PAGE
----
I was immediately struck by just how many windows there seemed to be in the Zilkha Gallery. Landscape, greenery, and sky met me from all angles, and it took me a moment to recognize that, while the facing wall was actually lined with windows, the other supposed “windows” were in fact paintings. Paintings as windows, windows as landscape, and landscape as a looking glass: welcome to Tula Telfair’s world of dreams.
On Tuesday, Sept. 16 the Center for the Arts (CFA) unveiled an exhibition two years in the making: Professor of Art Tula Telfair’s premiere of “A World of Dreams: New Landscape Paintings” in the Zilkha Gallery. This was likely one of the most heavily and diversely attended exhibitions that I have seen on campus. Perhaps most interesting was just how many professors were in the room, particularly those not associated with the Art and Art History Departments, representing instead the Biology, Astronomy, and Classical Studies Departments, to name a few. It became very clear to me that this exhibition went beyond one medium and subject to become a truly multidisciplinary installation.
Though the idea for the exhibition was conceived over a year ago, Telfair has physically worked on these pieces since January, when they quickly became her babies.
“I haven’t done a lot in this time apart from paint, perhaps write a few letters, and teach,” Telfair said.
As an artist, Telfair has experimented with a variety of styles and subject matters, but of late she has been renowned for her modern landscape paintings, as highlighted in this exhibition. Her landscapes are monumental in scale and vibrant in color. Some aspects of her landscapes call to mind the grandeur of historic landscapes while others can be likened to photographs.
Telfair describes these places as being fictive and an expression of her imagination. She emphasizes the role of creativity in her artistic process.
“I enjoy the possibility of creating something from nothing, which is something that you don’t get to do all of the time,” Telfair said. “These paintings are made up places; they are collages of ideas and experiences. Some I’ve only imagined.”
An integral part of the exhibition, apart form the works themselves, was the Zilkha Gallery space and the manner in which it interacted with the works. CFA Director Pamela Tatge described this component, underlying its unique addition to the final show.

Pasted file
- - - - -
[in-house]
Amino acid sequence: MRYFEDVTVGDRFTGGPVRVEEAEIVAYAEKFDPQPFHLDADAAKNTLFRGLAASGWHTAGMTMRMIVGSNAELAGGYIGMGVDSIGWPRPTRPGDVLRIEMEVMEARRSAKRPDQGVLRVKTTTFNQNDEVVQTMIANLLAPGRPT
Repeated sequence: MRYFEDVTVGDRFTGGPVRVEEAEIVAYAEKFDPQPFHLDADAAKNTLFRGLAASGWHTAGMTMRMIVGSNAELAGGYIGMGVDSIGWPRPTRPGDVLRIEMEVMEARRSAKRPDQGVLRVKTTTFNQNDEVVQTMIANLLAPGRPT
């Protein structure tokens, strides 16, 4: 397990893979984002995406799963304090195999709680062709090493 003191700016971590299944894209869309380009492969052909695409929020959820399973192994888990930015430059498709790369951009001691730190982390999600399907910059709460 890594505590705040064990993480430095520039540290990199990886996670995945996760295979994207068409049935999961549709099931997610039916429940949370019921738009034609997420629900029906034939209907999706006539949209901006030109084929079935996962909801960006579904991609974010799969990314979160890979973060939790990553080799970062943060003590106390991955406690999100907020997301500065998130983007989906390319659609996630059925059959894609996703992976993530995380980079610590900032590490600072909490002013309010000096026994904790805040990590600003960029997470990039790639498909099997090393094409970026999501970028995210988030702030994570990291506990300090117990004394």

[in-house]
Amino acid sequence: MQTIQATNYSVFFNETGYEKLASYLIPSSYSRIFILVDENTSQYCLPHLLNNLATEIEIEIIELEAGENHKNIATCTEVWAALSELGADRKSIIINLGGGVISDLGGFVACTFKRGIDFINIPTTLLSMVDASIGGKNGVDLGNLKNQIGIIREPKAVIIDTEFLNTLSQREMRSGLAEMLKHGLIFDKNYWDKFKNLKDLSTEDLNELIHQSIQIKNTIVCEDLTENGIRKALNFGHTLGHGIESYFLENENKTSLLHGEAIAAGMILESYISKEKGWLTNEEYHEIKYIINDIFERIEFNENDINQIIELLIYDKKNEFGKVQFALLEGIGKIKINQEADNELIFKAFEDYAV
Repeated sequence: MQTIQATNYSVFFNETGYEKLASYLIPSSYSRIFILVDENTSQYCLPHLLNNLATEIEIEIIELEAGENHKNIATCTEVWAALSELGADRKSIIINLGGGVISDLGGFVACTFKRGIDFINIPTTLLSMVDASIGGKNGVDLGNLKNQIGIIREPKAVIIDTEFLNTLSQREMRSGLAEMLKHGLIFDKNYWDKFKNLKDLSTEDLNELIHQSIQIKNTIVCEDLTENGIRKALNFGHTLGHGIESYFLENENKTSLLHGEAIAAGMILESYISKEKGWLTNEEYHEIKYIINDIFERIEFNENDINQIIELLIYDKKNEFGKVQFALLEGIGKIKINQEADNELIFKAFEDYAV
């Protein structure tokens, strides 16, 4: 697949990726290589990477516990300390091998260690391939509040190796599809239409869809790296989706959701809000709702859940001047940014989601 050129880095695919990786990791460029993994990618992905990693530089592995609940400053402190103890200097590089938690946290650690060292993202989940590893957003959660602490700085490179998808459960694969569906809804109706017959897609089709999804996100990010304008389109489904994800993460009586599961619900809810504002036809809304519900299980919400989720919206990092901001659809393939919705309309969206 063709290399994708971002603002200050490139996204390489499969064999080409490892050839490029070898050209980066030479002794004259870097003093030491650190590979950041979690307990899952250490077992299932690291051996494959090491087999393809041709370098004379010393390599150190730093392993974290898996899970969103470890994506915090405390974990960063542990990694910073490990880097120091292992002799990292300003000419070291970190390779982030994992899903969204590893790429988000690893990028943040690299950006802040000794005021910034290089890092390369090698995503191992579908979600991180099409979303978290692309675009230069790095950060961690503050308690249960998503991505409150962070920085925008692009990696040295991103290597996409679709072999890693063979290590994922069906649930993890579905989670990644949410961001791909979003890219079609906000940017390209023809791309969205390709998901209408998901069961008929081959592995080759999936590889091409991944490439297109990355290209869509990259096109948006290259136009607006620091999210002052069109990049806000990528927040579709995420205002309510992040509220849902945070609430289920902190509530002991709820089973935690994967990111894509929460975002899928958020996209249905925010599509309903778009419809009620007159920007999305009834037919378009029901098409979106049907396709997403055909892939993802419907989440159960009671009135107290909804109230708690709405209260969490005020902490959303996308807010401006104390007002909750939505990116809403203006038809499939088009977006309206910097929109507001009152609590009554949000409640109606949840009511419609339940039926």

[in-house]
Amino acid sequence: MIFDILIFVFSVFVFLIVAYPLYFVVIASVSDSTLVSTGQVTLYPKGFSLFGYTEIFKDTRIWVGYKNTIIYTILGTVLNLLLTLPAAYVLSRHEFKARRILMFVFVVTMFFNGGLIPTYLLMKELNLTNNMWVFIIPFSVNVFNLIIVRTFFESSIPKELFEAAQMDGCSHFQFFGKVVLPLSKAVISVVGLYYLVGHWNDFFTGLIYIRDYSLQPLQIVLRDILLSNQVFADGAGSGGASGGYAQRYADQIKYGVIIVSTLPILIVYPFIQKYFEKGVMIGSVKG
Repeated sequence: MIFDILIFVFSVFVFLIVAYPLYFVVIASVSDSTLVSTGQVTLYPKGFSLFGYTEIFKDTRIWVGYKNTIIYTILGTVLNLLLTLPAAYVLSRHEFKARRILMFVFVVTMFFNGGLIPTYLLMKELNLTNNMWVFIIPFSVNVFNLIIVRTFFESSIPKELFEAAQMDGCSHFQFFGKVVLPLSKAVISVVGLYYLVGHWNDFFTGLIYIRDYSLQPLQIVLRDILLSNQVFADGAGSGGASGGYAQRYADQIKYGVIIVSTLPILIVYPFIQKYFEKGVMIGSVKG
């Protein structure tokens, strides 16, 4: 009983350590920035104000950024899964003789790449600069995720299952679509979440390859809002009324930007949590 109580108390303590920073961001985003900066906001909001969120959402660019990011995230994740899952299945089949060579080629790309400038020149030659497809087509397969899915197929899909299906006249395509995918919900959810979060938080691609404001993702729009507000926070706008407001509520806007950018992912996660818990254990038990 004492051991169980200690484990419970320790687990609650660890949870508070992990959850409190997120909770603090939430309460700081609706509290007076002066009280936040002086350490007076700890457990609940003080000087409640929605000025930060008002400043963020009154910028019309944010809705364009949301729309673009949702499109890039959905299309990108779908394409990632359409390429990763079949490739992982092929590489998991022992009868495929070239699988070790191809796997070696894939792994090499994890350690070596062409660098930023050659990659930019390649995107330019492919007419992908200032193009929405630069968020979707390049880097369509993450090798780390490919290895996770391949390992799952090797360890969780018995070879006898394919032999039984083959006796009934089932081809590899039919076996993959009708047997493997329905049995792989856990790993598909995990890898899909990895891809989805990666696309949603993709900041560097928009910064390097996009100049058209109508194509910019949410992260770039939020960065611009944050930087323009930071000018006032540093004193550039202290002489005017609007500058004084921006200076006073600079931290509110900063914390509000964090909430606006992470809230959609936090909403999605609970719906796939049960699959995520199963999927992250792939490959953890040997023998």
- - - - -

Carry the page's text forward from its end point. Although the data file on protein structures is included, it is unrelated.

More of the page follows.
“What excites me most about this show is that it is a site-specific installation,” Tatge said. “The paintings were scaled to the size of the bays and walls. Tula [Telfair] had the idea of painting the white bays gray to work against the notion of verticality and to feel the idea of horizontal.”
In the Zilkha Gallery, these paintings were quite idyllic, boasting views larger than life. This property, juxtaposed with the gallery’s huge windows revealing the New England greenery, created a heightened sense of drama.
Telfair also noted this intended pairing.
“I wanted to highlight what I appreciate so much about this space,” Telfair said. “And look at the way [CFA architect] Kevin Roche framed nature through these beautiful limestone walls, and the glass veils that separate us from nature, but allow us to access it.”
The orientation of the room in combination with the largely proportioned paintings created a sense of inclusion in which the landscapes envelop the viewer.
Emery Frick ’18 observed this drama and sense of mystical transportation.
“It made you feel like you were actually there,” Frick said. “It was really breathtaking. I just kind of stopped and didn’t know what to do.”
The interdepartmental dialogue emphasized by the diverse visitor demographic was strengthened through the support of a varied group of University faculty. Professors from many departments wrote essays to complement the exhibition catalogue in which they reflected on Telfair’s body of work and related it to themes within their own field of study.
There is a preconceived, utterly ridiculous notion that art exhibitions are about looking at something directly in front of oneself, heaving a “hmm” or “ha” in appreciation, and then moving on to whichever piece is adjacent.
But here the viewer is connected with the artwork. This exhibition forced participation by being a multi-sensory installation that questioned not only “art,” but also biology, language, and astronomy. It transported us as the audience into different worlds within our imaginations, thus pushing the confines of art and beauty and exhibiting an increasingly more pertinent interplay between disciplines.
Tula Telfair’s “A World of Dreams” will be on display until Dec. 7, and I encourage all to stop by. Telfair will also be giving an artist talk on Sept. 27 at 2 p.m. in the CFA Hall.
“They will draw you in,” Tatge said. “They are beautiful, they are evocative, and they are disturbing, and they invite you into a world that you have never been before.”